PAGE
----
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Solar wind
speed: 401.4 km/sec
density: 0.9 protons/cm3
explanation | more data
Updated: Today at 0438 UT
X-ray Solar Flares
6-hr max: B2
2118 UT Jul28
24-hr: B4
0001 UT Jul28
explanation | more data
Updated: Today at: 2359 UT
Daily Sun: 28 Jul 15
Sunspot AR2390 has a 'beta-gamma' magnetic field that harbors energy for M-class solar flares. Credit: SDO/HMI

Sunspot number: 56
What is the sunspot number?
Updated 28 Jul 2015

Spotless Days
Current Stretch: 0 days
2015 total: 0 days (0%)

2014 total: 1 day (<1%)
2013 total: 0 days (0%)
2012 total: 0 days (0%)
2011 total: 2 days (<1%)
2010 total: 51 days (14%)
2009 total: 260 days (71%)

Updated 28 Jul 2015

The Radio Sun
10.7 cm flux: 100 sfu
explanation | more data
Updated 28 Jul 2015

Current Auroral Oval:
Switch to: Europe, USA, New Zealand, Antarctica
Credit: NOAA/Ovation
Planetary K-index
Now: Kp= 2 quiet
24-hr max: Kp= 3
explanation | more data
Interplanetary Mag. Field
Btotal: 3.7 nT
Bz: 2.5 nT north
explanation | more data
Updated: Today at 0438 UT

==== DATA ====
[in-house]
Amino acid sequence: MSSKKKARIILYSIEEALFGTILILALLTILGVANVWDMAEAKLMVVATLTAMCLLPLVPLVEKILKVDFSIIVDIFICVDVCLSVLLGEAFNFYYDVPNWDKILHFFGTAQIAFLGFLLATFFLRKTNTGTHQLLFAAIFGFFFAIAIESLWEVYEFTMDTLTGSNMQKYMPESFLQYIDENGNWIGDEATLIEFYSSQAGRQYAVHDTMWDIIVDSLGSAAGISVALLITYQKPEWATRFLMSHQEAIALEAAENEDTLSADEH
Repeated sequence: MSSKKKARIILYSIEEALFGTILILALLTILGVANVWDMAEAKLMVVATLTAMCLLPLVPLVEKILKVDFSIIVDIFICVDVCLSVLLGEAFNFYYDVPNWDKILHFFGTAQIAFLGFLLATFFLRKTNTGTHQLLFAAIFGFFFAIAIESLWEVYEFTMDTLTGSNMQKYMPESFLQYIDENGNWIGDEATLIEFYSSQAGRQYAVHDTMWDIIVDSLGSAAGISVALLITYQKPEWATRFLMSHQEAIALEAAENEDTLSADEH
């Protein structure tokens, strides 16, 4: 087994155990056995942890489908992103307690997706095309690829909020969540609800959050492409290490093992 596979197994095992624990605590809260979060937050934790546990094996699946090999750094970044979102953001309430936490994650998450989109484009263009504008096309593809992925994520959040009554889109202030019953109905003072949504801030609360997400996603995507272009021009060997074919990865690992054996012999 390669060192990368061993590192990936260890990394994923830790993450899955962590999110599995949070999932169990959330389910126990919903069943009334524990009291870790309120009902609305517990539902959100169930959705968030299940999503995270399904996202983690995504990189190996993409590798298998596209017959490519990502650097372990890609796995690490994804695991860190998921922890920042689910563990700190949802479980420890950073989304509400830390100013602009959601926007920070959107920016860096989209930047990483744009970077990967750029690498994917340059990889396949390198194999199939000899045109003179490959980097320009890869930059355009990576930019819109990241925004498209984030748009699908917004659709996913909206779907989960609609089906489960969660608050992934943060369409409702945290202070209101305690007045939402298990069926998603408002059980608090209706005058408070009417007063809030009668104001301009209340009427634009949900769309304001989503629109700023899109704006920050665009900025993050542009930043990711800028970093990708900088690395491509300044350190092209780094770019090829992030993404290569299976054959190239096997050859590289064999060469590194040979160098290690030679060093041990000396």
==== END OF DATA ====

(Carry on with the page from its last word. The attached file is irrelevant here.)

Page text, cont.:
Coronal Holes: 28 Jul 15

There are no large coronal holes on the Earthside of the sun. Credit: SDO/AIA.
Noctilucent Clouds The northern season for NLCs is underway. NASA's AIM spacecraft spotted the first noctilucent clouds over the Arctic Circle on May 19th.
Switch view: Europe, USA, Asia, Polar
Updated at: 07-28-2015 15:55:03
NOAA Forecasts
Updated at: 2015 Jul 28 2200 UTC
0-24 hr
24-48 hr
05 %
05 %
01 %
01 %
Geomagnetic Storms:
Probabilities for significant disturbances in Earth's magnetic field are given for three activity levels: active, minor storm, severe storm
Updated at: 2015 Jul 28 2200 UTC
0-24 hr
24-48 hr
25 %
20 %
05 %
05 %
01 %
01 %
High latitudes
0-24 hr
24-48 hr
15 %
15 %
25 %
20 %
30 %
10 %
Wednesday, Jul. 29, 2015
What's up in space

Come to Tromsø and share Marianne's passion for rural photography: invites you to experience "Heaven on Earth" with an aurora, fjord, fishing, whale watching, photography or sightseeing tour.

Chase the Light Tours

CHANCE OF STORMS: NOAA forecasters estimate a 55% chance of polar geomagnetic storms on July 29th when a solar wind stream is expected to hit Earth's magnetic field. Auroras will be muted, however, by the glare of the waxing Blue Moon.[forecast video] Aurora alerts: text or voice.